Mecca’s Angel made an encouraging debut in 2013 and didn’t need to improve to land the odds at Haydock on her second start. She made a mockery of her opening mark when winning a nursery at Southwell by 12 lengths, taking to the fibresand like the proverbial duck to water, before running creditably in listed company.
The following year Mecca’s Angel won four of her five starts. She raised her form significantly when winning a handicap at Thirsk by four and a half lengths from a mark of 95, before completing a simple task in a minor event at Hamilton, proving herself a smart performer when winning by eight lengths. She was some way below her best upped to listed level in France next time, but resumed her progress back on home soil in a similar event at Doncaster. Her campaign in 2014 concluded with a first pattern success in a Group 3 at Newbury, where she typically travelled powerfully but also showed a good attitude when tackled in the final furlong.
Mecca’s Angel only ran three times in 2015, but she gained her first win at Group 1 level in the Nunthorpe Stakes at York where she also recorded her peak Timeform rating, putting up as good a performance as there had been in the race for many a year. She matched that form the following season when retaining her title with an authoritative success, getting close to Dayjur’s record (which has since been broken by Battaash). Michael Dods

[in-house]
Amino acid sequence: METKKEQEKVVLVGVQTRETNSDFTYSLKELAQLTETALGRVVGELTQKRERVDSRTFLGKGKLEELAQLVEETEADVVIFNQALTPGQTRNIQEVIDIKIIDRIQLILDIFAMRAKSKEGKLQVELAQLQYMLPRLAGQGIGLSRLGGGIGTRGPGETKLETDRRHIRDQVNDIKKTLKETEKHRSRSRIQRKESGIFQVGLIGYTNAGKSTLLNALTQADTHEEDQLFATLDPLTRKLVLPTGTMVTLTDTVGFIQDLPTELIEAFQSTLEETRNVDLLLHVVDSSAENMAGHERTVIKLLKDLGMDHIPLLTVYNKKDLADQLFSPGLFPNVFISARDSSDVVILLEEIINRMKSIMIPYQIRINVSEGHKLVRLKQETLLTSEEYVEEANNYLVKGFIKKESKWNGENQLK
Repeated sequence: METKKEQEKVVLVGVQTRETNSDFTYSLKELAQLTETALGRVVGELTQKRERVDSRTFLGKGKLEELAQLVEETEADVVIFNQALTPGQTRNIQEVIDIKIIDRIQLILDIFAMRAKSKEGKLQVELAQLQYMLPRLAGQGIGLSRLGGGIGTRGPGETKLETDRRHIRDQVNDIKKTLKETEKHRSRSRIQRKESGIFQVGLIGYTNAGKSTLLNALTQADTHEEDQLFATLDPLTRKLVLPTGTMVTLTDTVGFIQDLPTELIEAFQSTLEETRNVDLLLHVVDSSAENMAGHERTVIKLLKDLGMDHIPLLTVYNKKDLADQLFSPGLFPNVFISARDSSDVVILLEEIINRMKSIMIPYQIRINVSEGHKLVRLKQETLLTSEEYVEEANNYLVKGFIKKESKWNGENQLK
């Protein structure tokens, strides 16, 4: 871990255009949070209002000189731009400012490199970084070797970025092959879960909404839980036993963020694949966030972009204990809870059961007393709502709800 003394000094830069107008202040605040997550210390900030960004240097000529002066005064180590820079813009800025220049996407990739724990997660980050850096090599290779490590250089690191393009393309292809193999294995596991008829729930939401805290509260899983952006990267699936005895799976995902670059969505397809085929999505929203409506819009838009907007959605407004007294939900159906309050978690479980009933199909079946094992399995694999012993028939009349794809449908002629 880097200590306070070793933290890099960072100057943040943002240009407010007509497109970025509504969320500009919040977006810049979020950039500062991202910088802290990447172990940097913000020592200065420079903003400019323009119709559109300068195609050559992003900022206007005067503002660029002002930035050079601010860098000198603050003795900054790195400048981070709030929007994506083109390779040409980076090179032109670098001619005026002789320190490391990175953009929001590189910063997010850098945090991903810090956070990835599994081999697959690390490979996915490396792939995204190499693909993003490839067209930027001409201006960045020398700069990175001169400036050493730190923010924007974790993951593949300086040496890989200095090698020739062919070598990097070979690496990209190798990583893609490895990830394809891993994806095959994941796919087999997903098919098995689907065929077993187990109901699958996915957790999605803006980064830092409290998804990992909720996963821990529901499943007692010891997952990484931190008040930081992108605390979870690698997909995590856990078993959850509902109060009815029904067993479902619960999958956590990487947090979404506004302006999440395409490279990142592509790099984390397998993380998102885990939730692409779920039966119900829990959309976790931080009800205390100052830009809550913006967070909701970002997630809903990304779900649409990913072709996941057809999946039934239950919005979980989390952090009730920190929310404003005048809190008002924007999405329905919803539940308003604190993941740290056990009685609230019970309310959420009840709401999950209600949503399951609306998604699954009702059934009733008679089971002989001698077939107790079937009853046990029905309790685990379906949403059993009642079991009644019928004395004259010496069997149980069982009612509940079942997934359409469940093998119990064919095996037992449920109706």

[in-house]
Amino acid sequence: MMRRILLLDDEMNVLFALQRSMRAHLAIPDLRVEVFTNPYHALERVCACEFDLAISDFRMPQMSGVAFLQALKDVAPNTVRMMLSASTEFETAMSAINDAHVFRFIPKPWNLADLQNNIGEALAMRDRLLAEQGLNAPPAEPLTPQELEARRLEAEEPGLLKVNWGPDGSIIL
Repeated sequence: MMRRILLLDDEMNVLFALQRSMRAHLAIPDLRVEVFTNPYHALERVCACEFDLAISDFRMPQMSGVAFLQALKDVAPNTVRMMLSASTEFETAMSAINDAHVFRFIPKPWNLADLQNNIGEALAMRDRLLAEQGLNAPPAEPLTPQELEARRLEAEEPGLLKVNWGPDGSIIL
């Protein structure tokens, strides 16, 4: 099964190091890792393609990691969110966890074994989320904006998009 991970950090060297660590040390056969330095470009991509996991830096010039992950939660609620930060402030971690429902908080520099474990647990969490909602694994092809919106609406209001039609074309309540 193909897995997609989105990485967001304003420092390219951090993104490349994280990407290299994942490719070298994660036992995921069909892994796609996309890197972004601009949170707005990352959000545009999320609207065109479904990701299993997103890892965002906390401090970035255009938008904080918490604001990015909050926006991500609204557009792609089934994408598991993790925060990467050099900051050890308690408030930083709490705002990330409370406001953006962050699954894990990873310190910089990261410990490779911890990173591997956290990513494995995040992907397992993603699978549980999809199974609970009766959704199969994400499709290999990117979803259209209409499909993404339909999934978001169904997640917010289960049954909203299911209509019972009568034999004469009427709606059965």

4. Lethal Force (128)
Lethal Force was a useful juvenile, hitting the frame in both the Coventry Stakes at Royal Ascot and the Vintage Stakes at Goodwood, but he failed to get off the mark as a two-year-old, his first victory coming on his reappearance in a maiden at Bath.